P024. Ulcerative colitis versus Crohn's disease: differences observed in the IMPACT survey
S. Lönnfors1, J.O. Lindsay2, S. Vermeire3, M. Greco1, D. Hommes3, C. Bell1, L. Avedano1, B. Wilson1, 1European Federation of Crohn's and Ulcerative Colitis Associations, Brussels, Belgium, 2Barts Health NHS Trust, The Royal London Hospital, London, United Kingdom, 3European Crohn's and Colitis Organization, Vienna, Austria
Inflammatory Bowel Diseases (IBD) significantly impacts on a patients' quality of life. No studies have compared the experiences of patients with ulcerative colitis (UC) and Crohn's disease (CD) internationally. A European survey was launched to measure the impact of IBD on quality of life which assessed patients with UC and CD separately.
An online questionnaire was developed based on previously published and conducted surveys and divided into six categories of living with IBD. It was made available in ten languages, tested on six volunteers and offered to patients through 25 national IBD associations across Europe in 2010–2011. The data obtained was analyzed separately for UC and CD.
Of the 4670 respondents 63% had CD and 33% UC. The self-reported current disease activity was similar in both groups. More UC patients were diagnosed within 6 months from symptom onset (UC 46%, CD 26%; p < 0.001). More CD than UC patients visited emergency department at least once before diagnosis.
UC patients experienced more bowel urgency and rectal bleeding during their last flare than CD patients. More CD than UC patients reported joint and skin involvement and regular use of painkillers. CD patients were hospitalized more frequently, but UC patients stayed in hospital longer.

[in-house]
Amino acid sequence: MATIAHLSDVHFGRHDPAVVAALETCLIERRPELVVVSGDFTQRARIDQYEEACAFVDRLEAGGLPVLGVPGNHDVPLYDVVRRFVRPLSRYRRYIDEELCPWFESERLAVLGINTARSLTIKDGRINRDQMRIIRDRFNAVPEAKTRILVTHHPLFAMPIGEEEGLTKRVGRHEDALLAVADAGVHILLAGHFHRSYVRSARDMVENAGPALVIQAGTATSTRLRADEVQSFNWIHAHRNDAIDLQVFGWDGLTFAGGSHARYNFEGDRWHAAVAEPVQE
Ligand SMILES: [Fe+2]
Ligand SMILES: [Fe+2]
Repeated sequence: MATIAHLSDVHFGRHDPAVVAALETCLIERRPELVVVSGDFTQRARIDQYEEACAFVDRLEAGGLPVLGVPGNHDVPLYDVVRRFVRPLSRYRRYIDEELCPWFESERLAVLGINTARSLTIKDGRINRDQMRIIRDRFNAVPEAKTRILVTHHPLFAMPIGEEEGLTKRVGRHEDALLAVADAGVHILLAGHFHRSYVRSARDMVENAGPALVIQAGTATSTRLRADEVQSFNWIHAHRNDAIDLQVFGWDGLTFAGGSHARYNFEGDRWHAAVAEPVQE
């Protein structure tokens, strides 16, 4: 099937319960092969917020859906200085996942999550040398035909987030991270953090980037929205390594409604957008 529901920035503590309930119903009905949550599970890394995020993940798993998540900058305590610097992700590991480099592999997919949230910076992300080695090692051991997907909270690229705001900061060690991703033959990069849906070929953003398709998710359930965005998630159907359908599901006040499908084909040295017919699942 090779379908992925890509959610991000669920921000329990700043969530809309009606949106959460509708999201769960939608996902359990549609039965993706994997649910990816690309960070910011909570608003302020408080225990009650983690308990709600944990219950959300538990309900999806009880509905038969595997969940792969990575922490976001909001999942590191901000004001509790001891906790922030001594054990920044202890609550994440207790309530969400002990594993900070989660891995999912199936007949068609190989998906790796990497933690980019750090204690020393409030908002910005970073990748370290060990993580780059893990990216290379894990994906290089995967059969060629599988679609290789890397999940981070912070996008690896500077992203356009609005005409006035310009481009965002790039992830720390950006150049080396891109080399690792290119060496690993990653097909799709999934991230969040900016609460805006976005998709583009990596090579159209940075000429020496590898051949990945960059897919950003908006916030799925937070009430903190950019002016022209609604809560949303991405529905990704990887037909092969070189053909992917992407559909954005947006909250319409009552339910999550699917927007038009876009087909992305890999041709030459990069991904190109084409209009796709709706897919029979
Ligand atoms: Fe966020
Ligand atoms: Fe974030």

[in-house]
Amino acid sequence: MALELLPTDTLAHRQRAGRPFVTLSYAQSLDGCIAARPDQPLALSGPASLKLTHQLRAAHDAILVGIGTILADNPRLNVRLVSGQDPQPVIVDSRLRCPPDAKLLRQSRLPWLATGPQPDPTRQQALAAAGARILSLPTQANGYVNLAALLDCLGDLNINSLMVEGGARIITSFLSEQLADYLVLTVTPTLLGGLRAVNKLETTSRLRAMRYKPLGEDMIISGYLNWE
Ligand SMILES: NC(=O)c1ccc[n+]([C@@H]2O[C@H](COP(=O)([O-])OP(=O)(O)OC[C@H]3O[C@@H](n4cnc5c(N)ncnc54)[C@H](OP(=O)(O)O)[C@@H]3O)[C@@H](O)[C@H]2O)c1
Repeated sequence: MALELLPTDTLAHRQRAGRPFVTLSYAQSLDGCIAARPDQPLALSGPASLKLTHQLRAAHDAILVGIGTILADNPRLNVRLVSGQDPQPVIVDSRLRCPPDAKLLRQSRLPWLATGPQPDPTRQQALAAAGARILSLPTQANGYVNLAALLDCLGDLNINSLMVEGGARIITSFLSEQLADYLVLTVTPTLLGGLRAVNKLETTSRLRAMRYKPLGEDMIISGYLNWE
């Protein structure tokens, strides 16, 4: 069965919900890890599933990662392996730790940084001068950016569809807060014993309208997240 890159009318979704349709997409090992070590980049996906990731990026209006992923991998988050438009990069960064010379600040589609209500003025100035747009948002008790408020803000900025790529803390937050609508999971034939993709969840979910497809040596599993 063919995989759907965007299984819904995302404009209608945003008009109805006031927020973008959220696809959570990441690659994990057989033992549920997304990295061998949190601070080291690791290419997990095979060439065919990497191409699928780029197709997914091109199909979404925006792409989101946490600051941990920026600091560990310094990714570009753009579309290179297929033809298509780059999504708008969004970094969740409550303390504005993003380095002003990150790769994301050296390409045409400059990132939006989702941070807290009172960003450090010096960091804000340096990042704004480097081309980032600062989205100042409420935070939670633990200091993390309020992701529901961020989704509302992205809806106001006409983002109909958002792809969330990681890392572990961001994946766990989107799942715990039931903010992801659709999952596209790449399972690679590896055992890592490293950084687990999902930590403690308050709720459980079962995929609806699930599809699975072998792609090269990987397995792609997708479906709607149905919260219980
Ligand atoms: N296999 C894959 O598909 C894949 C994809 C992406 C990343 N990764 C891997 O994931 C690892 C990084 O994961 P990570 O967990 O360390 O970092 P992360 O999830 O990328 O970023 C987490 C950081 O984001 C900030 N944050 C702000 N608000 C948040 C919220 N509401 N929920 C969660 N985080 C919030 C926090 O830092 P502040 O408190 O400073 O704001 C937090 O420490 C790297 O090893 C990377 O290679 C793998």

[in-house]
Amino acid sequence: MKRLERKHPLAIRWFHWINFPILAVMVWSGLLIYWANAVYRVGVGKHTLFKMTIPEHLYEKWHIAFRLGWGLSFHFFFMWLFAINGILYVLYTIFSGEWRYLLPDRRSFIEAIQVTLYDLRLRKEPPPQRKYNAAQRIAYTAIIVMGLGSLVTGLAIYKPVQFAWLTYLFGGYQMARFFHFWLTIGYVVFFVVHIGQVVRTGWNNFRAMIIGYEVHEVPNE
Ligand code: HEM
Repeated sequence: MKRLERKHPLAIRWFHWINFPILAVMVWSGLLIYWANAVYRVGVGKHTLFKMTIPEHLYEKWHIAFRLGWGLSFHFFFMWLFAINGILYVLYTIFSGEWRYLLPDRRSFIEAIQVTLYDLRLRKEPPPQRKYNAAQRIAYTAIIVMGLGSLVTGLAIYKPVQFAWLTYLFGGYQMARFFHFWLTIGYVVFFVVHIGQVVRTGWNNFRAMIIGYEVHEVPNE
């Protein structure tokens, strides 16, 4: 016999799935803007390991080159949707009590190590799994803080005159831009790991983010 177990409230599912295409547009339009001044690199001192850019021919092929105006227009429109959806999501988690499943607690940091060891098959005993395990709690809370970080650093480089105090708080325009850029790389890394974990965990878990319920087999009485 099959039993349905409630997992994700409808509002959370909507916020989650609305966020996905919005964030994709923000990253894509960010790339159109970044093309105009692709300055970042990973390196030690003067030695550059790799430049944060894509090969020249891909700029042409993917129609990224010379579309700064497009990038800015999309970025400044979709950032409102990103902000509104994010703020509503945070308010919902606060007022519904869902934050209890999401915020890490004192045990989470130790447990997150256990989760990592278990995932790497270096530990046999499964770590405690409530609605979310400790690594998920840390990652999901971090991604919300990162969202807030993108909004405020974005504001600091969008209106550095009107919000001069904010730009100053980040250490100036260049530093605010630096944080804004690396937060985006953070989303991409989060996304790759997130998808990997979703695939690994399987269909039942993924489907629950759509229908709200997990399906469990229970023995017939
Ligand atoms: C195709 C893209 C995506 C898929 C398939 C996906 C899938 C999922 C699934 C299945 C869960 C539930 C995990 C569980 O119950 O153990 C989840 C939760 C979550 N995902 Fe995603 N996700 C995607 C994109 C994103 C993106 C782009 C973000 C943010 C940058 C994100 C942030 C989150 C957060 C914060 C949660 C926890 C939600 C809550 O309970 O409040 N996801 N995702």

Significantly more UC than CD patients were currently taking aminosalicylates (UC 72%, CD 35%) and corticosteroids (UC 25%, CD 18%), whereas more CD patients were treated with immunosuppressives (CD 36%, UC 27%; p < 0.001) and biologics (CD 36%, UC 12%; p < 0.001). More CD patients had had surgery (CD 56%, UC 12%; p < 0.001) and complications of surgery (CD 20%, UC 5%; p < 0.001).
CD patients reported more sick days in the past year, discrimination at work and negative impact of IBD on career path. More CD than UC patients had lost a job due to IBD. CD patients were more often absent due to hospital or emergency department visits and abdominal pain, whereas more UC patients were absent due to incontinence or fear of it, fear of toilet frequency interrupting work, worry about gas, discomfort or volume of bleeding.
IBD significantly impacts the patients' quality of life. The symptoms, current therapies, and personal experiences of UC and CD patients, however, are different. The differences should be looked into more deeply to be able to offer more individually targeted therapies to UC and CD patients.